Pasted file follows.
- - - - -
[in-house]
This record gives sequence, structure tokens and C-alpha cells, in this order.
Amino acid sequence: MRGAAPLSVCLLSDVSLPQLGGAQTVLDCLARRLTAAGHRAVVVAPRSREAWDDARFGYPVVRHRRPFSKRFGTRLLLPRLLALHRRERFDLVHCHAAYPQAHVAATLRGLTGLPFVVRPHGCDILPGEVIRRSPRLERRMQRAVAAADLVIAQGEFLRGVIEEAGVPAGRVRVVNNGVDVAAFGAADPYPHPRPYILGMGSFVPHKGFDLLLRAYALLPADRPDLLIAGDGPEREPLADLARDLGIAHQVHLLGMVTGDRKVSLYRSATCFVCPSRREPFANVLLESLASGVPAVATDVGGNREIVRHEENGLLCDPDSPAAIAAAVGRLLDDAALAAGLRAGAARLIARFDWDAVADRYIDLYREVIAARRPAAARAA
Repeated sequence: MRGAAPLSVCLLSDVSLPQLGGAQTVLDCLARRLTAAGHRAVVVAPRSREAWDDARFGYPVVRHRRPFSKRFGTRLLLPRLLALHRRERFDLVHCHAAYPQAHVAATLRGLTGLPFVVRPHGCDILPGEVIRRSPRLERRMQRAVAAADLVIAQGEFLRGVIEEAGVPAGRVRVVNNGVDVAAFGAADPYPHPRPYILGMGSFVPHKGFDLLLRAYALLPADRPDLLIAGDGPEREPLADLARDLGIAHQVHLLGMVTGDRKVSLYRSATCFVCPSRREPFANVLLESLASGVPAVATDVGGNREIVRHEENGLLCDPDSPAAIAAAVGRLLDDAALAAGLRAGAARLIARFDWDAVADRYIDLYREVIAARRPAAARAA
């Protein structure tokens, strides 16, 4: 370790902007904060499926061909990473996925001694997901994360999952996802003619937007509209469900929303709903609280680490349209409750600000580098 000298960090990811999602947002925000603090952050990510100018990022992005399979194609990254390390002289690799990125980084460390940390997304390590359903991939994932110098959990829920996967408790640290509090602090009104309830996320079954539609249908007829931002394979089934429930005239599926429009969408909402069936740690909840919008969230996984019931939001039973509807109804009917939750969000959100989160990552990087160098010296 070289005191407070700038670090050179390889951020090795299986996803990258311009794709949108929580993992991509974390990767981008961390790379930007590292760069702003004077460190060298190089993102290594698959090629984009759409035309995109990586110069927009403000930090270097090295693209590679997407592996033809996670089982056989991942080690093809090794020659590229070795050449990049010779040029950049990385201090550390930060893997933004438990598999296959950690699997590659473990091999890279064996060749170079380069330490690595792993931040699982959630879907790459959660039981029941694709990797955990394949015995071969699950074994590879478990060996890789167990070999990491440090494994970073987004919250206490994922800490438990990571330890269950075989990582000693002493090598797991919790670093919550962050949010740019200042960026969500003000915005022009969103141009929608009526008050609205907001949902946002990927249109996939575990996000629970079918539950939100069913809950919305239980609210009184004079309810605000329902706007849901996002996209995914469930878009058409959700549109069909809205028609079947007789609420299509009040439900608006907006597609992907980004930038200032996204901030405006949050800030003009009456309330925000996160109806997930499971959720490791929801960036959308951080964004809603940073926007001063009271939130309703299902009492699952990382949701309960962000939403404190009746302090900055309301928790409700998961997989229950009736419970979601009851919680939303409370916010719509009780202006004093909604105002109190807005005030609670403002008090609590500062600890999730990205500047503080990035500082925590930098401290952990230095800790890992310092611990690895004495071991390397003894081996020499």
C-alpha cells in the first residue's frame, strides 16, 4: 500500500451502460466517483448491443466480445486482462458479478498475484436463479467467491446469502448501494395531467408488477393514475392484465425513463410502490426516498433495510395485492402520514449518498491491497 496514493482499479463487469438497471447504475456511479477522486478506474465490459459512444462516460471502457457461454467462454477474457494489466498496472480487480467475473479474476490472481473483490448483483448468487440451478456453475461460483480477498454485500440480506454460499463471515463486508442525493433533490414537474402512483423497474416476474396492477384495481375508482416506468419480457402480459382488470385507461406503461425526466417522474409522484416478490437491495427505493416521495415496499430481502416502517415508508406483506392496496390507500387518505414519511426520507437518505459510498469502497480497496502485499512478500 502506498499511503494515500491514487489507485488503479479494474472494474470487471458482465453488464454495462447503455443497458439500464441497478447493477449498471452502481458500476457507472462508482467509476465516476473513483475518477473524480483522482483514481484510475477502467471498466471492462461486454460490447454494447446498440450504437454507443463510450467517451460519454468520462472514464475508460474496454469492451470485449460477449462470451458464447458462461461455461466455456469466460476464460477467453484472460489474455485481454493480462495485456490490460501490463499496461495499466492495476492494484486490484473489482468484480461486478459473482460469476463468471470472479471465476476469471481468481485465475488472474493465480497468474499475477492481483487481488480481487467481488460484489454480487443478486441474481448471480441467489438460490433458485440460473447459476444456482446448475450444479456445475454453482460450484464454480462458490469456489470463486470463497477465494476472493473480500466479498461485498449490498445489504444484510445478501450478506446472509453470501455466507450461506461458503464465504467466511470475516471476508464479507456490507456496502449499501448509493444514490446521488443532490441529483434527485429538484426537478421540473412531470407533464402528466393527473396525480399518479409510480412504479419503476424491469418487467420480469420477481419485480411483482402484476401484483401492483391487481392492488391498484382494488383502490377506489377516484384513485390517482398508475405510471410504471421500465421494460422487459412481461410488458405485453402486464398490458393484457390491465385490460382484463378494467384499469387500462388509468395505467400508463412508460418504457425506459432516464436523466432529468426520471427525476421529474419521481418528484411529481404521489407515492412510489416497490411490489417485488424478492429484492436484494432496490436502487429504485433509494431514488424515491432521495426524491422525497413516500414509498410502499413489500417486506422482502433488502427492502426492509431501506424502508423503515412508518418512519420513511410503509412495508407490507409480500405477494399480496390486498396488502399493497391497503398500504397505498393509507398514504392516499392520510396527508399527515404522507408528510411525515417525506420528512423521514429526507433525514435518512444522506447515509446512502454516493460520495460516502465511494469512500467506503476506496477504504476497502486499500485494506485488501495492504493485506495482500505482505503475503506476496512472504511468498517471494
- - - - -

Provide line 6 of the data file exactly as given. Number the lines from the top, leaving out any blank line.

C-alpha cells in the first residue's frame, strides 16, 4: 500500500451502460466517483448491443466480445486482462458479478498475484436463479467467491446469502448501494395531467408488477393514475392484465425513463410502490426516498433495510395485492402520514449518498491491497 496514493482499479463487469438497471447504475456511479477522486478506474465490459459512444462516460471502457457461454467462454477474457494489466498496472480487480467475473479474476490472481473483490448483483448468487440451478456453475461460483480477498454485500440480506454460499463471515463486508442525493433533490414537474402512483423497474416476474396492477384495481375508482416506468419480457402480459382488470385507461406503461425526466417522474409522484416478490437491495427505493416521495415496499430481502416502517415508508406483506392496496390507500387518505414519511426520507437518505459510498469502497480497496502485499512478500 502506498499511503494515500491514487489507485488503479479494474472494474470487471458482465453488464454495462447503455443497458439500464441497478447493477449498471452502481458500476457507472462508482467509476465516476473513483475518477473524480483522482483514481484510475477502467471498466471492462461486454460490447454494447446498440450504437454507443463510450467517451460519454468520462472514464475508460474496454469492451470485449460477449462470451458464447458462461461455461466455456469466460476464460477467453484472460489474455485481454493480462495485456490490460501490463499496461495499466492495476492494484486490484473489482468484480461486478459473482460469476463468471470472479471465476476469471481468481485465475488472474493465480497468474499475477492481483487481488480481487467481488460484489454480487443478486441474481448471480441467489438460490433458485440460473447459476444456482446448475450444479456445475454453482460450484464454480462458490469456489470463486470463497477465494476472493473480500466479498461485498449490498445489504444484510445478501450478506446472509453470501455466507450461506461458503464465504467466511470475516471476508464479507456490507456496502449499501448509493444514490446521488443532490441529483434527485429538484426537478421540473412531470407533464402528466393527473396525480399518479409510480412504479419503476424491469418487467420480469420477481419485480411483482402484476401484483401492483391487481392492488391498484382494488383502490377506489377516484384513485390517482398508475405510471410504471421500465421494460422487459412481461410488458405485453402486464398490458393484457390491465385490460382484463378494467384499469387500462388509468395505467400508463412508460418504457425506459432516464436523466432529468426520471427525476421529474419521481418528484411529481404521489407515492412510489416497490411490489417485488424478492429484492436484494432496490436502487429504485433509494431514488424515491432521495426524491422525497413516500414509498410502499413489500417486506422482502433488502427492502426492509431501506424502508423503515412508518418512519420513511410503509412495508407490507409480500405477494399480496390486498396488502399493497391497503398500504397505498393509507398514504392516499392520510396527508399527515404522507408528510411525515417525506420528512423521514429526507433525514435518512444522506447515509446512502454516493460520495460516502465511494469512500467506503476506496477504504476497502486499500485494506485488501495492504493485506495482500505482505503475503506476496512472504511468498517471494